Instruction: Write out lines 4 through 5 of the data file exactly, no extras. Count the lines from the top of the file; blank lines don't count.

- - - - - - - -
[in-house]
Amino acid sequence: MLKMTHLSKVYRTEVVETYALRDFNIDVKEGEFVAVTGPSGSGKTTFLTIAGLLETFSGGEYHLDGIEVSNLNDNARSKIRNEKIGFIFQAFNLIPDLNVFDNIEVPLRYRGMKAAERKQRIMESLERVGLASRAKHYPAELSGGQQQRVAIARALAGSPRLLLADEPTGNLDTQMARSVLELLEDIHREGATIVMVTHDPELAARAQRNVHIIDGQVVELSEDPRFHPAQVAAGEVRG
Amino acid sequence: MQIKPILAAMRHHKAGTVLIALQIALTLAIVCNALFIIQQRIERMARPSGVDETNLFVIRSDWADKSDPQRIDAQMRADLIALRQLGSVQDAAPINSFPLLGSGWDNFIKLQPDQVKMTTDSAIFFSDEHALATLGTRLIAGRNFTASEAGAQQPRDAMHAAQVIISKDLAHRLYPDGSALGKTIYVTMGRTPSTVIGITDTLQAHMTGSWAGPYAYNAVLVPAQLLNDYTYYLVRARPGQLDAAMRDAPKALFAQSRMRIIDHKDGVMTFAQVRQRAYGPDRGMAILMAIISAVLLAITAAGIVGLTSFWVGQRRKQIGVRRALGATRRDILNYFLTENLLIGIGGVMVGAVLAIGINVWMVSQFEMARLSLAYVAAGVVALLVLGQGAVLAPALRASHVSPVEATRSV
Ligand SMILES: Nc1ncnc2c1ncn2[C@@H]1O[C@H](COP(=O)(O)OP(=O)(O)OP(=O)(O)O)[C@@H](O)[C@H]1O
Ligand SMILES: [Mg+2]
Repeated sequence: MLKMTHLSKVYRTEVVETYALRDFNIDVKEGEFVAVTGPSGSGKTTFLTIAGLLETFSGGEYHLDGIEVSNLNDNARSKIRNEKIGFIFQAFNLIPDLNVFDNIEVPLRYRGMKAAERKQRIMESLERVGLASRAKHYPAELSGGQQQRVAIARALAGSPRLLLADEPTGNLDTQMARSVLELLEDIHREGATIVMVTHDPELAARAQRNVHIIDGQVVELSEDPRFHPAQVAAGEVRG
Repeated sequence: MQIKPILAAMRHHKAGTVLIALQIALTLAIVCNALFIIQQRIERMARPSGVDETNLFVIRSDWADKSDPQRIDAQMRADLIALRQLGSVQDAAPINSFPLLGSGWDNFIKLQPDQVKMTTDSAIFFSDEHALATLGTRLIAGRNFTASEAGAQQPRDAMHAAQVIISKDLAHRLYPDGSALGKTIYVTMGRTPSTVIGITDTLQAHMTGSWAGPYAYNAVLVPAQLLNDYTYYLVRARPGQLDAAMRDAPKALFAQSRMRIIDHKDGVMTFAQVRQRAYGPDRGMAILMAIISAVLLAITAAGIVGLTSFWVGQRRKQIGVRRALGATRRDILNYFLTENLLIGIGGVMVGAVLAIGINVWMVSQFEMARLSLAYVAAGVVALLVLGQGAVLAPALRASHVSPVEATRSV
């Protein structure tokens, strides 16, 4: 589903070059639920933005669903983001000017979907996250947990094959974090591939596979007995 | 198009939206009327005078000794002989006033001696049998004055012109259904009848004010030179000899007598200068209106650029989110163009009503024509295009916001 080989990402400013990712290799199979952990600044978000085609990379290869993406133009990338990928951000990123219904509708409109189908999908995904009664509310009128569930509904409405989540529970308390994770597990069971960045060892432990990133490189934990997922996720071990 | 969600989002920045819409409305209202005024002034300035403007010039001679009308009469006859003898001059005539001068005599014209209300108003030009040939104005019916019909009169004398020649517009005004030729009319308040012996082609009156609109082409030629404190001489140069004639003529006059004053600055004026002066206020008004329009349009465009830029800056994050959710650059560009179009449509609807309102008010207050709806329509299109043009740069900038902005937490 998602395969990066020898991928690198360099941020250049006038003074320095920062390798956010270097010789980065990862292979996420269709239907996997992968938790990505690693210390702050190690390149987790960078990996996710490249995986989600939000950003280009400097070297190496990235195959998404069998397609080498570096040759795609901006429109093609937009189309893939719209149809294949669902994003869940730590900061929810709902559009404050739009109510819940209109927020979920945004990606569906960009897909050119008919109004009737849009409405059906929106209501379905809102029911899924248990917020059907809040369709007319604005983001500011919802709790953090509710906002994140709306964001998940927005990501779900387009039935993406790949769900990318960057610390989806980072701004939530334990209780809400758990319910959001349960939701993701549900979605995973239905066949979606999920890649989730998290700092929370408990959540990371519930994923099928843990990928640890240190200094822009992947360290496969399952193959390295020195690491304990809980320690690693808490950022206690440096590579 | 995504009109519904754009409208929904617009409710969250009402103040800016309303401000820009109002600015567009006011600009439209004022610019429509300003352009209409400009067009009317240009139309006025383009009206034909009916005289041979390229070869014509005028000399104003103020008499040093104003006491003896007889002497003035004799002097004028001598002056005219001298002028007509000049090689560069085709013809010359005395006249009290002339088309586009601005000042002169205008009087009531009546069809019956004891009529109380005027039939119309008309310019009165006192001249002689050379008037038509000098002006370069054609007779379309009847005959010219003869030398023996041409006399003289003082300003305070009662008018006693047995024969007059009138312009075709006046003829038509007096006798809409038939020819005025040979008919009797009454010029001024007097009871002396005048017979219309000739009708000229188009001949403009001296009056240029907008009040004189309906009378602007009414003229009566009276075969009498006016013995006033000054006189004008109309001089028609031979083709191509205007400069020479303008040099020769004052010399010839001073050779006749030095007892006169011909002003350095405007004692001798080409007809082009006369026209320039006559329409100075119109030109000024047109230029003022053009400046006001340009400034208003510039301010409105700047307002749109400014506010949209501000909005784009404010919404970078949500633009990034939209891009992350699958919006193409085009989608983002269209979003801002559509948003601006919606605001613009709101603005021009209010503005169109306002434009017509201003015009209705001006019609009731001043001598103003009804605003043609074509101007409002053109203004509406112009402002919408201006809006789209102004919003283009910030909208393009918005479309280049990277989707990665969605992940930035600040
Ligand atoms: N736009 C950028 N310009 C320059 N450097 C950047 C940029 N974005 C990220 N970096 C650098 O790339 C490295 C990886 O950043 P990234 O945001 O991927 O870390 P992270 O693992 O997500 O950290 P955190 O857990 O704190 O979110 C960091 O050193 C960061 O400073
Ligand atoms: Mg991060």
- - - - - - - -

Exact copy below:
Ligand SMILES: Nc1ncnc2c1ncn2[C@@H]1O[C@H](COP(=O)(O)OP(=O)(O)OP(=O)(O)O)[C@@H](O)[C@H]1O
Ligand SMILES: [Mg+2]